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‘Winds of Change’ Blow Through Festival

Tue, 07/16/2019 - 11:55
Marya Martin playing flute at last year’s Bridgehampton Chamber Music Festival.
Michael Lawrence

The Bridgehampton Chamber Music Festival’s theme this summer is “Winds of Change,” which has a triple meaning: music for woodwind instruments, music by women composers, and, more broadly, musical and societal changes “in a time too often defined by animosity and discord,” as the season’s brochure says.

In its 36th season, the festival will offer 12 concerts from Sunday through Aug. 18 featuring all of Mozart’s quartets and quintets for solo wind instruments and strings (oboe, clarinet, French horn, and flute) as well as the Quintet for Piano and Winds, and will highlight 13 women composers from the mid-1800s to the present day. 

The wind instrument theme will be introduced with a free outdoor concert by the Project Fusion Saxophone Quartet, winner of the 2015 Astral Artist National Auditions, on Wednesday at 6:30 p.m. on the grounds of Bridgehampton Presbyterian Church. Having a saxophone quartet onstage is branching out quite a bit for the festival, and as the name implies, the program ranges from new music and Gershwin to Bach arranged for saxophones! Concertgoers can sit in a chair under the tent or take the whole family with blanket and picnic.

As plans were being made for the festival, the idea of emphasizing the wind instruments came first, Marya Martin, the B.C.M.F. founder and artistic director, said last week. “Then I started listening to all these women composers, and we came up with the idea of ‘Winds of Change.’ As I look back on our programs, the fact is that we haven’t included many women composers over the years.”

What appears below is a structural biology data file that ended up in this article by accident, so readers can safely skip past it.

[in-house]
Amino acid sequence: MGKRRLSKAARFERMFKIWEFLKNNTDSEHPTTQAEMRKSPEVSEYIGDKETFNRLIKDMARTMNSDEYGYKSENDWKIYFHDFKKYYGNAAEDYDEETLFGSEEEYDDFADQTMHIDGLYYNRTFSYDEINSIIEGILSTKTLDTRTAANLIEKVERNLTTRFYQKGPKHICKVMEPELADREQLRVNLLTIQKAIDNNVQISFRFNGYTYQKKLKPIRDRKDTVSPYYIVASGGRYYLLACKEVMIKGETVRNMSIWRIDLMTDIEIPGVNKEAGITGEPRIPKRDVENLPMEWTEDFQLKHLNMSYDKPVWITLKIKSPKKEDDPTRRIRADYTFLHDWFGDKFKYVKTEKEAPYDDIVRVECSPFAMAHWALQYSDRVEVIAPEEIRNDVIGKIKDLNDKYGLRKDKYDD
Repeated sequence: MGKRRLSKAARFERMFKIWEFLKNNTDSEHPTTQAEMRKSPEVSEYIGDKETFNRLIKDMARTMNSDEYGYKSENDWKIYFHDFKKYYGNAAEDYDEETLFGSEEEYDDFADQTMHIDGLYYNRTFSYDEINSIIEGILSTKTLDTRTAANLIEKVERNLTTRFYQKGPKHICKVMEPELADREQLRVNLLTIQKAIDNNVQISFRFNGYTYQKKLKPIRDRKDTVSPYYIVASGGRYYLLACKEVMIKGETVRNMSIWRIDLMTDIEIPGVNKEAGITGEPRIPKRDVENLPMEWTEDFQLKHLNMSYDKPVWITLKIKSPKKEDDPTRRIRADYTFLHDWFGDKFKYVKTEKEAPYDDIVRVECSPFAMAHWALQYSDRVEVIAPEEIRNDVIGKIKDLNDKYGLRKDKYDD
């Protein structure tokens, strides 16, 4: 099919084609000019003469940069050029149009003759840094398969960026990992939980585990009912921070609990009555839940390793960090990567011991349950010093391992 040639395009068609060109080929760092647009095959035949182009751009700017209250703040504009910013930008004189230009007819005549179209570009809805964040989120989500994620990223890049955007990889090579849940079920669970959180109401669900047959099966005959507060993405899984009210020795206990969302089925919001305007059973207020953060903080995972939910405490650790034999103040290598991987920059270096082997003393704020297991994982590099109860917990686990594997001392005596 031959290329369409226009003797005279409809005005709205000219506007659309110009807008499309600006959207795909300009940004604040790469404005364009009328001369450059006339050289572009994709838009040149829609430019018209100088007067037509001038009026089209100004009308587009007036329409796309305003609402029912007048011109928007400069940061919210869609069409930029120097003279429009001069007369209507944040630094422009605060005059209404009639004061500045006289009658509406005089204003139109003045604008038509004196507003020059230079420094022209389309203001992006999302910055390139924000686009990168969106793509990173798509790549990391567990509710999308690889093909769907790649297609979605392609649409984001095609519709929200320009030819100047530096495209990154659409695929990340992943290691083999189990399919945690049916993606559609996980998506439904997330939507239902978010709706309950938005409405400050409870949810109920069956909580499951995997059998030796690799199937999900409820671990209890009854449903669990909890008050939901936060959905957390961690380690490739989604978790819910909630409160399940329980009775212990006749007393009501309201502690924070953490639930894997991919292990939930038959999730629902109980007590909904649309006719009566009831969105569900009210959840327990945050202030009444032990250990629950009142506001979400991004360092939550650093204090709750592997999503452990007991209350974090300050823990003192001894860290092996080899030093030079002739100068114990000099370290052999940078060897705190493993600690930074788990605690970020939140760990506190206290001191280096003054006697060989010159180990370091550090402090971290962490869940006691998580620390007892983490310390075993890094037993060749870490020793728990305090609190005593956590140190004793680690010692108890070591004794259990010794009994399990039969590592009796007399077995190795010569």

Speaking about a program planned at the Parrish Art Museum on Aug. 5, which is concurrent with an exhibition of the work of the abstract expressionist painter Helen Frankenthaler, Ms. Martin said, “I thought of composers, who, like her, composed with a certain sort of iridescence, and every one I thought of was a woman. There are a number in the late-19th century, going through the Second World War, and then there’s silence . . . because the movement was stopped because of the war. And, what’s stunning to me, is that I think more than 50 percent of composers who are putting out works now are women.” Most of the concerts will feature women composers, and the program at the Parrish does so entirely.